A schematic diagram illustrating an example of parallel (line) arcing is shown in FIG. 2. The cable 20 comprises electrical conductors 24, 26 covered by outer insulation 22 and separated by inner insulation 28. Deterioration or damage to the inner insulation 28 at 21 may cause parallel fault arcing 23 to occur between the two conductors 24, 26. The inner insulation could have been carbonized by an earlier lightning strike to the wiring system, or it could have been cut by some mechanical action such as a metal chair leg cutting into an extension cord.

A schematic diagram illustrating an example of ground arcing occurring between a conductor and the ground is shown in FIG. 3. If the outer insulation 38 for protecting conductors 34, 36 is damaged, the conductor 36 contacting ground at the damaged portion 39 produces ground arcing.

The arcing current may be changed by impedance because parallel arcing and ground arcing occur parallel to the load. The long-term deterioration causes cable carbonization and damage to the coating. The cable is further deteriorated by Joule heat, which is induced by arcing current. The arcing is generated in the following manner: J (Joule heat)=I2 (arcing current)t (Time).

An example of static current and arcing current in the resistor load are illustrated in FIG. 4. The arcing current 42 is not normal sine wave but is distorted at the phase changing point. According to the distortion of arcing current, arcing voltage is also distorted. FIG. 5 shows the relation between arcing current and arcing voltage.

An example of distorted AC line voltage caused by arcing current is illustrated in FIG. 6. The Joule heat is increased against the decrease of RMS AC line voltage value 61 caused by irregular arcing current 62. An arc is superposed on the AC line voltage. The frequency of harmonic or overtone is extended to GHz, and it can be seen by spectrum analysis of the frequency of arcing current.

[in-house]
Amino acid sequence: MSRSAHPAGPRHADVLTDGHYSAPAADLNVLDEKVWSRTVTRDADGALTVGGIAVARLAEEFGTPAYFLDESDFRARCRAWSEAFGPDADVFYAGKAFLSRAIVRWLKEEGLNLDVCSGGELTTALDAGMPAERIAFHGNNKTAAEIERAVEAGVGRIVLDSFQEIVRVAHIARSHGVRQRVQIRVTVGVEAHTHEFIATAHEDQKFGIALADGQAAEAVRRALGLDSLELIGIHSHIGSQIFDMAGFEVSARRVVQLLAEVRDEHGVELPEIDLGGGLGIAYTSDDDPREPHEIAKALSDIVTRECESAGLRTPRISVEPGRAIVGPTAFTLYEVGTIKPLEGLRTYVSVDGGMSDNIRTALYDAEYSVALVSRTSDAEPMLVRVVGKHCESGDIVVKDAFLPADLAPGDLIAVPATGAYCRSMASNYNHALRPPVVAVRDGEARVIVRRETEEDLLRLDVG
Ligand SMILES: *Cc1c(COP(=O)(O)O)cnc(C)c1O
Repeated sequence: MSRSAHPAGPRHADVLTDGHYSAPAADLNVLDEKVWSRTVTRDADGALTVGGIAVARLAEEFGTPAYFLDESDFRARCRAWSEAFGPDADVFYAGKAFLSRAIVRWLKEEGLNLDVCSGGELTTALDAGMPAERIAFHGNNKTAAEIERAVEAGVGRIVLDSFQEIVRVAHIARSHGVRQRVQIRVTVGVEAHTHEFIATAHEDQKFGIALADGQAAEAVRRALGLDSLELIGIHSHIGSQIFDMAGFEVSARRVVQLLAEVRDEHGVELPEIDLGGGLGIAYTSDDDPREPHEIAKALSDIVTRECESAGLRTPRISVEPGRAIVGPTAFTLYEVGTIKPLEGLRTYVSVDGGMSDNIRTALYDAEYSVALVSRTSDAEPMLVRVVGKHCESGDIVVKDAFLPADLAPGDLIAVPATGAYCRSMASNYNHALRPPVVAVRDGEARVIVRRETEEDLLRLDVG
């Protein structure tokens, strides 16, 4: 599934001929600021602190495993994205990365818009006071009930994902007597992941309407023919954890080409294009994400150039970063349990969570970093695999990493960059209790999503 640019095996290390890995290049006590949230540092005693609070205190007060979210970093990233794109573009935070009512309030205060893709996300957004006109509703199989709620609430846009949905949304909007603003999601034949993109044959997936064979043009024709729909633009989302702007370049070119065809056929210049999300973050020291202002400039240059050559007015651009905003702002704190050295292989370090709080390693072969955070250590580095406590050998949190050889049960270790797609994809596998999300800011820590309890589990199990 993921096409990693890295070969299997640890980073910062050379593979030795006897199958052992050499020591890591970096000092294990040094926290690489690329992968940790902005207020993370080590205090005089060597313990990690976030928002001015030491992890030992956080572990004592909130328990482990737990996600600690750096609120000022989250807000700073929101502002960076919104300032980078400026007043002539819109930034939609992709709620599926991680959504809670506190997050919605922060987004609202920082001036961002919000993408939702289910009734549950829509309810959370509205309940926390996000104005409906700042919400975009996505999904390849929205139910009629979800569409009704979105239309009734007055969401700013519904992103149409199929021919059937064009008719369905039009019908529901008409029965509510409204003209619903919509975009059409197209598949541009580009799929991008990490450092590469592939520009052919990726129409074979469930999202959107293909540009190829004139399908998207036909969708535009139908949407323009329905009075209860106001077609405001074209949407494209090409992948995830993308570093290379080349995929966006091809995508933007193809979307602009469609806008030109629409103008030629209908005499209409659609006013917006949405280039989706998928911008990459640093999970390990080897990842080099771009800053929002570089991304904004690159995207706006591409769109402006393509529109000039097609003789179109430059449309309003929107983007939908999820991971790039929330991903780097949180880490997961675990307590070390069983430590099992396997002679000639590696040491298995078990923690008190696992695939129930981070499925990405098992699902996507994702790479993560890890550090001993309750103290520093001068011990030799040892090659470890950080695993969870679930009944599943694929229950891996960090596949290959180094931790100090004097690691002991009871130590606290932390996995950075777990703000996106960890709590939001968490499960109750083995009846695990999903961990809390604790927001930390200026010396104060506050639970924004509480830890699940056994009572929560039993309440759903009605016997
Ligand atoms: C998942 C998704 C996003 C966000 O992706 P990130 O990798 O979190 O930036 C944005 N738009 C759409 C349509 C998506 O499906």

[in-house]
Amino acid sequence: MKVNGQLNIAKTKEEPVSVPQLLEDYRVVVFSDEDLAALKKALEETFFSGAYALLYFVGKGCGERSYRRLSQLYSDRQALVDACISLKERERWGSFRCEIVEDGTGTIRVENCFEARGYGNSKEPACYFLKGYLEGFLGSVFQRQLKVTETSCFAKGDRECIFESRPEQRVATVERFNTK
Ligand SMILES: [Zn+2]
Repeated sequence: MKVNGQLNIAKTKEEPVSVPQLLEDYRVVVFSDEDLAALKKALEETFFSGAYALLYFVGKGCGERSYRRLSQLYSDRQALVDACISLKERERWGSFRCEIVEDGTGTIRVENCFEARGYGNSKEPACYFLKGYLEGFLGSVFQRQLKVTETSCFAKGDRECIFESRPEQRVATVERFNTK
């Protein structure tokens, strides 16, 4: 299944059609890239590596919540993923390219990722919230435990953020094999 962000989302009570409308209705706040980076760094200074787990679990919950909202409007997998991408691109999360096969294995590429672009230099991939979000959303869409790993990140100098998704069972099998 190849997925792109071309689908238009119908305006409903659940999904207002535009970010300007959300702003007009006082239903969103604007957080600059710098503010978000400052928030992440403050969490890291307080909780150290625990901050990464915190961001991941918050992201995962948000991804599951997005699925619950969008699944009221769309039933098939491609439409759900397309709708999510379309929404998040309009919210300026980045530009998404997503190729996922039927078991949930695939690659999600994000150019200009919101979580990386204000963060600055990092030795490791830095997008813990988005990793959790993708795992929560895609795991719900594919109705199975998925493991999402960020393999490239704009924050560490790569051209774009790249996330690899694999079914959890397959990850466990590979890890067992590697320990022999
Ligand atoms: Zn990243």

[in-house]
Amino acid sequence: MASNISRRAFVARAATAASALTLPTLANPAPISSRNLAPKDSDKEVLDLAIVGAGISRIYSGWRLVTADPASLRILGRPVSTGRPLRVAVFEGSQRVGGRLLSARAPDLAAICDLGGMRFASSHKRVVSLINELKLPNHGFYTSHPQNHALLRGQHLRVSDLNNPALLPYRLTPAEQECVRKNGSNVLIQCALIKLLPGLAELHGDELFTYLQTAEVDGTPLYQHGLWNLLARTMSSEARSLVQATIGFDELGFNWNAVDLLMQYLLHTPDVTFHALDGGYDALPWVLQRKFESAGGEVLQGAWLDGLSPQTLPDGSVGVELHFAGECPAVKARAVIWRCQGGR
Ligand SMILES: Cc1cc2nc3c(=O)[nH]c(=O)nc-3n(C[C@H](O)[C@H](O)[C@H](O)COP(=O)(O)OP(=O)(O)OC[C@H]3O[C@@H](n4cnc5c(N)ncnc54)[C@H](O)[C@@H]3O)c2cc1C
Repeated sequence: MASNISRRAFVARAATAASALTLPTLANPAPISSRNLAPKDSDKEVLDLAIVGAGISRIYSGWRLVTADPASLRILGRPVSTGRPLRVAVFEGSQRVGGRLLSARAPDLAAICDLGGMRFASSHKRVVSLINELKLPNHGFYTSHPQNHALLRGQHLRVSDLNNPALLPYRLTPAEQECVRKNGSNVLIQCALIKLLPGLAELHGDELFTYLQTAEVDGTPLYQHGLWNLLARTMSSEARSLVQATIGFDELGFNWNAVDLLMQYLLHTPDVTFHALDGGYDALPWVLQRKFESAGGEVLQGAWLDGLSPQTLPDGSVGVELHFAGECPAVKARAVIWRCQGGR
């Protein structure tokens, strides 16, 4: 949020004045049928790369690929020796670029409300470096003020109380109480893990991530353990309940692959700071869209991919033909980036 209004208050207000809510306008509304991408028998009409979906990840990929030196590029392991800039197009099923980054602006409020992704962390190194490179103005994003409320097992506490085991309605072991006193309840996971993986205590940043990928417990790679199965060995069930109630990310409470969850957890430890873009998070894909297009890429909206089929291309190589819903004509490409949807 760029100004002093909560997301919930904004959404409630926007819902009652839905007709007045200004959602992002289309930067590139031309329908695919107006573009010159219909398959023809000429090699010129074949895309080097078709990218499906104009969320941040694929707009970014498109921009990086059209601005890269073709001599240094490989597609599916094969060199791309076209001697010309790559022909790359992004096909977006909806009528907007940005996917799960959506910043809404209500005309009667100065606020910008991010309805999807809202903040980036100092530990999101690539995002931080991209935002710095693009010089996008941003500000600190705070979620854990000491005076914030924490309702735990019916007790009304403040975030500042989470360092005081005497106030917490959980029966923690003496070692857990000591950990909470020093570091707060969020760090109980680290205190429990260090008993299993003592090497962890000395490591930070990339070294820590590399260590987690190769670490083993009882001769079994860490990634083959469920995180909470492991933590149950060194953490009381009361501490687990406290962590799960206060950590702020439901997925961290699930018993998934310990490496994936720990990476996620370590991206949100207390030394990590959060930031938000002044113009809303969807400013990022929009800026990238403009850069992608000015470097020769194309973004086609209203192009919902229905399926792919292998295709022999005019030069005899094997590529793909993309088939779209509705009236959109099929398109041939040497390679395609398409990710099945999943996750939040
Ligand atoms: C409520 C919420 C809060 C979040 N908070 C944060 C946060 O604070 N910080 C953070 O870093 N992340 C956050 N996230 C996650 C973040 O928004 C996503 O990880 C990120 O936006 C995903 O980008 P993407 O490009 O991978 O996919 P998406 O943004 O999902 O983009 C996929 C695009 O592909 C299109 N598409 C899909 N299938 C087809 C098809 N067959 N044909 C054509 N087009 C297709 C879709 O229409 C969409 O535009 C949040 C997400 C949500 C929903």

The major problem associated with any type of arc detection is false tripping. False tripping occurs when an arc detector produces a warning output, or disconnects a section of wiring from the voltage source, when a dangerous arcing condition does not actually exist. This problem is caused by the fact that arcing current and arcing voltage are not generated in the form of correct sine wave, and have various types of waveforms. Specifically, arcing current and arcing voltage are similar to the driving pulse created in appliances, such as fans and dryers that have electric motors inside.

FIG. 7 illustrates the signals related to output voltage in the resistor load, and FIG. 8 illustrates the output voltage with arcing. And, FIG. 9 illustrates output voltage waveform in a driving electric device.

The signals in FIG. 7 show that under a normal load, the output voltage is generated to pulse every {fraction (1/60)} sec. The signals in FIG. 8 show that under arcing conditions, arcing voltage with high amplitude is detected every {fraction (1/60)} sec. Also, if you use an electric device, you can see that at the beginning of a cycle, high pulse similar to the arcing voltage is generated, and after a period of time, output voltage will have the normal amplitude (See FIG. 9). Therefore, it is difficult to detect arcing because arcing voltage is similar to a driving pulse at the beginning of a cycle.